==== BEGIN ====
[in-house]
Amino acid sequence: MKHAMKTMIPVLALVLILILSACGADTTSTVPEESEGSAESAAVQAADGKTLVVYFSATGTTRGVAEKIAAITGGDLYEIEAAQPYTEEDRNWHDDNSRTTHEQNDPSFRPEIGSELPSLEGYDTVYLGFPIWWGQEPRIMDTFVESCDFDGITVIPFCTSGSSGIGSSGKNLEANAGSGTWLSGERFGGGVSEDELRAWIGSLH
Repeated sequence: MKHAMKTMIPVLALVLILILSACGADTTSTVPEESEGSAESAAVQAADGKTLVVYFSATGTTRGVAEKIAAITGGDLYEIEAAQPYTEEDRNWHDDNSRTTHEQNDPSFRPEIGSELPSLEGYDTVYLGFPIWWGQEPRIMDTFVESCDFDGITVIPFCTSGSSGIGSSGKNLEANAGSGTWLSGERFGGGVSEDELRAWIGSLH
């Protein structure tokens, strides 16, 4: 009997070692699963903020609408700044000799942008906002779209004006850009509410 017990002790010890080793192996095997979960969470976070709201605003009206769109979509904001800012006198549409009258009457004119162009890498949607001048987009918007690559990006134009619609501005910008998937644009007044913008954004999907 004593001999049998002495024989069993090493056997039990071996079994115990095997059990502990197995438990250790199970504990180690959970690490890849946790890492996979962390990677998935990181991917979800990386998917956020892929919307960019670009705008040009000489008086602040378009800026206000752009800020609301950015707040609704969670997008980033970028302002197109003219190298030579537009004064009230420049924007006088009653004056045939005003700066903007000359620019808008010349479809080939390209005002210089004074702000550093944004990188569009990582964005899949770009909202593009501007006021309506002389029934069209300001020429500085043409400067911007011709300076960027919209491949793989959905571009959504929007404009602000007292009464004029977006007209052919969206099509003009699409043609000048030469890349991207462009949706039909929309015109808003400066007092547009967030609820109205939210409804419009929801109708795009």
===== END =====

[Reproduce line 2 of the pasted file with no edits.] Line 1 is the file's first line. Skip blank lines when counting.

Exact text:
Amino acid sequence: MKHAMKTMIPVLALVLILILSACGADTTSTVPEESEGSAESAAVQAADGKTLVVYFSATGTTRGVAEKIAAITGGDLYEIEAAQPYTEEDRNWHDDNSRTTHEQNDPSFRPEIGSELPSLEGYDTVYLGFPIWWGQEPRIMDTFVESCDFDGITVIPFCTSGSSGIGSSGKNLEANAGSGTWLSGERFGGGVSEDELRAWIGSLH